A reader asks:
I have been married for three years to a man I dated off and on for almost 15 years. We have children ages two, four and 10. I have found inappropriate chat messages from another female to my husband. My husband said he wasn’t happy, especially with my weight gain. We just finished building a new house and moved into it. The messages to the other woman date back two years. We have been in counseling and everything seemed to be resolved. I have obvious trust issues because I found the text messages. A second time, this time with an ex-wife, my husband says he’s done. He’s tired of me snooping and I just need to get over it. He doesn’t know that I’m aware of the messages from the second woman. I’m afraid to ask since I am not supposed to be snooping anymore. His phone is always faced down because he says you can’t hear it ring any other way. What should I do?
This is one of those questions that I have a hard time answering because it is going to contain an equal amount of hard to swallow response for both spouses. The point I want to start out with, which is a general point to everyone reading this (and seems to go lost today in a big way): you reap what you sow. The Bible tells us “be not deceived, God is not mocked, what ever you reap, you will sow.”
A little entry-level sleuthing brings us to the obvious point that while you were dating your future husband, you guys were fornicating. You had children out of wedlock. You had an on-again, off-again relationship which should’ve spoke to you both about the level of commitment. I’m sure there were other relationships during the “off-again” times that most likely had sex involved too. For over a decade you established a pattern with him of being with you part of the time and with other women part of the time and now it surprises you that he still doing the same thing after you signed a piece of paper that says you’re “married”.
Choices Today Have Consequences Tomorrow
It’s not my intention to make you feel worse about the situation, but everyone has to learn at some point in their life that there are consequences that follow choices. You are not in this situation by some innocent and unfortunate turn of circumstances. The behavior your husband is exhibiting is exactly the same behavior he had for the 15 years before that. So it is important to you going into the future that you are a person who learns lessons from the past and does not ignore the fact that your choices today have consequences tomorrow.
As for your husband, the most delicate way I can respond to his “you should not be snooping” is this: he’s an idiot. I’ll bet if you are cheating on him, he would think snooping is okay on his part. I’ll bet if someone was stealing his money, he would be snooping around trying to figure out who it was. This whole idea of a husband or wife demanding privacy from their spouse only comes up when there is something to hide. Spouses don’t need “relationship privacy” when they’re not having inappropriate relationships outside of their marriage. I always get a bittersweet chuckle when I hear those juvenile excuses like “you can only hear the phone ring if it’s face down.” Does he not realize how utterly stupid and juvenile that sounds?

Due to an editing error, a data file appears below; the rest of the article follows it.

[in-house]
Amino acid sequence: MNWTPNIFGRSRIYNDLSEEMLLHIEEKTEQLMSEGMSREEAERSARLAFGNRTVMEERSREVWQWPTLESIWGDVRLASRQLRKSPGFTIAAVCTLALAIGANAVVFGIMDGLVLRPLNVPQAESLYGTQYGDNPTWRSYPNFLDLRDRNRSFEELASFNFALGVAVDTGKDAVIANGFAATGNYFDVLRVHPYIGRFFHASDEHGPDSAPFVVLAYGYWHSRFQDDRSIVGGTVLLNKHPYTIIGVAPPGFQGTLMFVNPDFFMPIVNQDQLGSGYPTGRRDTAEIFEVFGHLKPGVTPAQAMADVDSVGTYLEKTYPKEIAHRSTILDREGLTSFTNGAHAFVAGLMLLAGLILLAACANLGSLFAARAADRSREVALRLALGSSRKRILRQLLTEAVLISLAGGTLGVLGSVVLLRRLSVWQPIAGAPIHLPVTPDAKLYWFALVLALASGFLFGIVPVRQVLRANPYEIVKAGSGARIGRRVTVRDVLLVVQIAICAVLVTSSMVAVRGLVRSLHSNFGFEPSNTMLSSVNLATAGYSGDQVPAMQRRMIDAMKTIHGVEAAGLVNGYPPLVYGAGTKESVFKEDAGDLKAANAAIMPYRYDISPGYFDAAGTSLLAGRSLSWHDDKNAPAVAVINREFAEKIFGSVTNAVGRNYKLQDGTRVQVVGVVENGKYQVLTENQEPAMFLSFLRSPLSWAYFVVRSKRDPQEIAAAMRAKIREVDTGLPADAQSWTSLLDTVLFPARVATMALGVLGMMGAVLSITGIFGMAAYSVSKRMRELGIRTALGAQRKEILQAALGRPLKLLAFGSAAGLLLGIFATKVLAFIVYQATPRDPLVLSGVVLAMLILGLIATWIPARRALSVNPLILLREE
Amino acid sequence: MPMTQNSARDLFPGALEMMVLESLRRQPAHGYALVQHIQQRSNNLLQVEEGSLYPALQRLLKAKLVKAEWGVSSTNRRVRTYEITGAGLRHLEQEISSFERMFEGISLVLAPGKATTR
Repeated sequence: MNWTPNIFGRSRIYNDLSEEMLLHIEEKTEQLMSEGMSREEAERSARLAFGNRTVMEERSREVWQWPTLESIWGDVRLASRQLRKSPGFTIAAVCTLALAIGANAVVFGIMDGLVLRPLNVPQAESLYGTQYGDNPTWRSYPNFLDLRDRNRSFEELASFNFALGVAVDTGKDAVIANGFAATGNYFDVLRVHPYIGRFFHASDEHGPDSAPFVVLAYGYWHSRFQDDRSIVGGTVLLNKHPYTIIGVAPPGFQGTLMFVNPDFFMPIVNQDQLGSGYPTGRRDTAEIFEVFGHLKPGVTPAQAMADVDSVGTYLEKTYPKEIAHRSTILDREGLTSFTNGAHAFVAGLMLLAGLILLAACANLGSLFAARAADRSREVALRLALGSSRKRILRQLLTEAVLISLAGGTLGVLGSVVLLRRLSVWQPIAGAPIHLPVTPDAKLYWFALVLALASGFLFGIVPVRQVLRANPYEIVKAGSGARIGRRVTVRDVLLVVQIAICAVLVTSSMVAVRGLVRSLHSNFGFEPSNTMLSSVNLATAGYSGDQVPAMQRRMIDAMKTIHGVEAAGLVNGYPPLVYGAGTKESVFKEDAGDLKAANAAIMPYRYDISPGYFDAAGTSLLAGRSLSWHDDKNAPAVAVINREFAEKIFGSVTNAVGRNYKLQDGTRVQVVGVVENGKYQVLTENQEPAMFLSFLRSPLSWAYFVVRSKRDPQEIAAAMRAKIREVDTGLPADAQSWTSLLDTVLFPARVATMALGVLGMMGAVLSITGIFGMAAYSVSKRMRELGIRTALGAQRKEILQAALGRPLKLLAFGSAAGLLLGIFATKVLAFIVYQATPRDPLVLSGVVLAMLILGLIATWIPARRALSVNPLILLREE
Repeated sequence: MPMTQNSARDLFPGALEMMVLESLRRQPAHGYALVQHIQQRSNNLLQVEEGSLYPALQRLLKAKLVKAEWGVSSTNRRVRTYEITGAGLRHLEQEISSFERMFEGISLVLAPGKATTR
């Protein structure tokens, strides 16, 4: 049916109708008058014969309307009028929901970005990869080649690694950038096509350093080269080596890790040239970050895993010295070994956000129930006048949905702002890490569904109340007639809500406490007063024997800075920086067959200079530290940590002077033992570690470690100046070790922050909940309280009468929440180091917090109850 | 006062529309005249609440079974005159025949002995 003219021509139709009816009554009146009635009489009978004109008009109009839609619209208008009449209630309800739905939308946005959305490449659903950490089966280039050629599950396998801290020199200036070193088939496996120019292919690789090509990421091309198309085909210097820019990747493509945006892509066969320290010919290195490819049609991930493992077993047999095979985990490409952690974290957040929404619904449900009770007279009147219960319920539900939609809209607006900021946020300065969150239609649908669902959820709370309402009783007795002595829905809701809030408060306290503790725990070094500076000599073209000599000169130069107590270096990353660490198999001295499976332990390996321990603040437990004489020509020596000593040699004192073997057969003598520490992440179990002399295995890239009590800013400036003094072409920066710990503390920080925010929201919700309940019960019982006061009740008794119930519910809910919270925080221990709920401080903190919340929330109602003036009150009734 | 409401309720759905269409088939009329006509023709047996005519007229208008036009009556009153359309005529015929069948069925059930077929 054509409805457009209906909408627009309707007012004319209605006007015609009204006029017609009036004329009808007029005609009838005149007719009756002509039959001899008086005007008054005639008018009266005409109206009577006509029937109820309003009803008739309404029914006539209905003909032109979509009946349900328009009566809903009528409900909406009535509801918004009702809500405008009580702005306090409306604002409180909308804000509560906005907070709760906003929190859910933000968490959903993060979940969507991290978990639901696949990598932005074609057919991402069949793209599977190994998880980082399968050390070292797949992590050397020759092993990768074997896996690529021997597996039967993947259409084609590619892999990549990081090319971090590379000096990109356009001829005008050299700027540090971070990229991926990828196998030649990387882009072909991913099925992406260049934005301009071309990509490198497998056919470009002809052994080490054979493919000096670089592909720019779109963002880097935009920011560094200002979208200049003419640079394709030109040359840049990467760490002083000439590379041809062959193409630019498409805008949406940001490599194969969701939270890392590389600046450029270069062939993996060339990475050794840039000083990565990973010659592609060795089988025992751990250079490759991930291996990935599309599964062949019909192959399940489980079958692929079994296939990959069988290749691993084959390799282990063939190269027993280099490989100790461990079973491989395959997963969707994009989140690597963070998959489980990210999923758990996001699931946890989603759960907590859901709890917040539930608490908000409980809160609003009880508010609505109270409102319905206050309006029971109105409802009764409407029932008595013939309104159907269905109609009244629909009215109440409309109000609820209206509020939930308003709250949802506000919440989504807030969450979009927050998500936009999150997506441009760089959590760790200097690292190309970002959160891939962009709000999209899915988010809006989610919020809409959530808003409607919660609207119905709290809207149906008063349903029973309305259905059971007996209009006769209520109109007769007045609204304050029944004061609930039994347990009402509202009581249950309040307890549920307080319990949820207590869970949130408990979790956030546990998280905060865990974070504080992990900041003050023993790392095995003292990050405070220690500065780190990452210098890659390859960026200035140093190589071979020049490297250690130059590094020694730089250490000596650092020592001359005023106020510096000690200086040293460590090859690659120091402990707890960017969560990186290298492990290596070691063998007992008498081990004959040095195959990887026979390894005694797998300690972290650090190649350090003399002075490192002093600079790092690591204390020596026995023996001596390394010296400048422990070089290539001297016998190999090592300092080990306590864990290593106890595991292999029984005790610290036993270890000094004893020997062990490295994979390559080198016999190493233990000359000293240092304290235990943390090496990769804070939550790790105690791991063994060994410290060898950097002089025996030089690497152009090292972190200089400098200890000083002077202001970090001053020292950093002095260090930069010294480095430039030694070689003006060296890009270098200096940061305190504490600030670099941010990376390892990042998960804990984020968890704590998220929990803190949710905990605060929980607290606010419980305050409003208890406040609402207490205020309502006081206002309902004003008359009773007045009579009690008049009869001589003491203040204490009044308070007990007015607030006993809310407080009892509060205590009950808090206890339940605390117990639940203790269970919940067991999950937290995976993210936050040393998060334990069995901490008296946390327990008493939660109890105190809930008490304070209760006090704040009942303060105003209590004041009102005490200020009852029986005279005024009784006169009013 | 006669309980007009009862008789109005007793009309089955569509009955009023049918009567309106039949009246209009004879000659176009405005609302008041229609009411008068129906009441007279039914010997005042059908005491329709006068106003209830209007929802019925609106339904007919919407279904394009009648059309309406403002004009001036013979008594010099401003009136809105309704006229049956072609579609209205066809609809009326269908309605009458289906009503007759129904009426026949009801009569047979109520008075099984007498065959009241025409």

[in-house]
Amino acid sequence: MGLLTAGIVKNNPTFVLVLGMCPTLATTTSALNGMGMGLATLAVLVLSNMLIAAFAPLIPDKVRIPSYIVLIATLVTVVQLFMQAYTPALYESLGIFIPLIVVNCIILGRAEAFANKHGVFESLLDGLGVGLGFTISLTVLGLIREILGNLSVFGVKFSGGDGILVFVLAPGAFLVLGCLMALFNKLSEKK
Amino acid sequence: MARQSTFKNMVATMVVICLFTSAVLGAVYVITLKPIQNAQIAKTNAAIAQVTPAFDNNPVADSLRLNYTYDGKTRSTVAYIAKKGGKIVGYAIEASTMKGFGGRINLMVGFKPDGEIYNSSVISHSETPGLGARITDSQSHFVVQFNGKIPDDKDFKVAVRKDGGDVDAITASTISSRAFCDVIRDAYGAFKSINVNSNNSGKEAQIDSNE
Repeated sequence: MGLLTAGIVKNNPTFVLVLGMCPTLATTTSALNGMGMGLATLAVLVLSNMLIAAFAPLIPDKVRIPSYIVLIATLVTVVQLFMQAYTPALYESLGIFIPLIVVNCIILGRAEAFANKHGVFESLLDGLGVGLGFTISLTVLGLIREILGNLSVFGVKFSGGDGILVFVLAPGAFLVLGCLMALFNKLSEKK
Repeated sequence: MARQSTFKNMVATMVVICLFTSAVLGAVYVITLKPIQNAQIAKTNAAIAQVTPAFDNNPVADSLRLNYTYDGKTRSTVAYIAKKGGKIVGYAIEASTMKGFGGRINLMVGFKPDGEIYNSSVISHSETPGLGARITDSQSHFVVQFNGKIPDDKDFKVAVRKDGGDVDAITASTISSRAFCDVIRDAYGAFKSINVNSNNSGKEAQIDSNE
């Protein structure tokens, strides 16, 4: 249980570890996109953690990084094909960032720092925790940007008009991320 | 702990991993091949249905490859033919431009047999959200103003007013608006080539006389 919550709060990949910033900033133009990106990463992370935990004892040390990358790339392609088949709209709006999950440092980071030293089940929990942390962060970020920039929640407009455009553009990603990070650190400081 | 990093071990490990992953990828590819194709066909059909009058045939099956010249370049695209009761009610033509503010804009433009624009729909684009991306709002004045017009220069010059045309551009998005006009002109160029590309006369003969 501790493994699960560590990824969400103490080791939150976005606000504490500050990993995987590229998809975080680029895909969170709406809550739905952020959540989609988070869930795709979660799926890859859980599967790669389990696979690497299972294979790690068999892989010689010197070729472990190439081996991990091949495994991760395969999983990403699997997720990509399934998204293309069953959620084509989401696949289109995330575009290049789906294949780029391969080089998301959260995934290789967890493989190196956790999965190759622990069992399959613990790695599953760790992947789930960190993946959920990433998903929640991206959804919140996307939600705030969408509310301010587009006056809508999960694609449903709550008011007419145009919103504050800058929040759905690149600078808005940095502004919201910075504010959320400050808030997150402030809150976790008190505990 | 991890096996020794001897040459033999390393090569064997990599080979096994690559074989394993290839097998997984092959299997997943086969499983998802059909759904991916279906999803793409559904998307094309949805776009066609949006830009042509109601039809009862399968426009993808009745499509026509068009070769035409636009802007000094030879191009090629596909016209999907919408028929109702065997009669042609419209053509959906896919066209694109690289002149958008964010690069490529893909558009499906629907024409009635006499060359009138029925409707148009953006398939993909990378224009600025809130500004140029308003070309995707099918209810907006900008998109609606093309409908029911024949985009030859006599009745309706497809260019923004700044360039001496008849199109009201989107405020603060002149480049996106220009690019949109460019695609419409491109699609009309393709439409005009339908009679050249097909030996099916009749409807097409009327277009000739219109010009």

As to your question “what should I do?”, I cannot give you an objective black or white answer but only my subjective opinion based on my experience. I think you should immediately go tell your husband you are aware of the other woman. I think you should tell him that his demands you not “snoop” are ridiculous when he is giving you every reason to be suspicious because of his behavior. I think that you should demand from him that he put in place accountability and safeguards to protect your marriage. I don’t think that you should tolerate for one second any unfaithfulness on his part.
At that point he will no doubt, and in some ways justifiably, throw up all the past in your face. But neither of you can change the past, you can only change what you’re going to do starting today.
Having said that, I will tell you that you are in a very difficult position because your marriage and relationship from the start has been “on-again, off-again” and not based on the commitment and security that only comes with God’s plan for sex and marriage. If both you and your husband are committed to a Godly marriage, there is no doubt that you can have one. Sadly, if both of you are not committed to it, there is not a whole lot you can do about it. From my experience and given what you have told me, if he is not wholeheartedly committed to a Godly marriage he will eventually commit adultery and your marriage will probably end in divorce (“off-again”). It pains me to say that, but you did not write me for anything less than a truthful answer.
We all make bad choices sometimes, and we all have to face the consequences of them. The question is whether not we learn those lessons and take God at his word and begin to live according to unbreakable and unavoidable rule that “God is not mocked, whatever you reap you will sow.” When we reach a point in life where we truly believe that, it will have a profound effect on our choices. So generally speaking to everyone reading this, that’s the message and point I want you to take away from my answer.
Specifically speaking to those who find themselves in this situation or similar, you can’t change the past. You can only do what is right from this point on and pray that your spouse will do the same. Don’t play games, don’t hide from the past, and don’t allow the offending spouse to manipulate the situation with guilt or threats. Put the truth on the table and control the only thing you can control: your own choices and behavior.
Readers, what is your advice and opinion about this?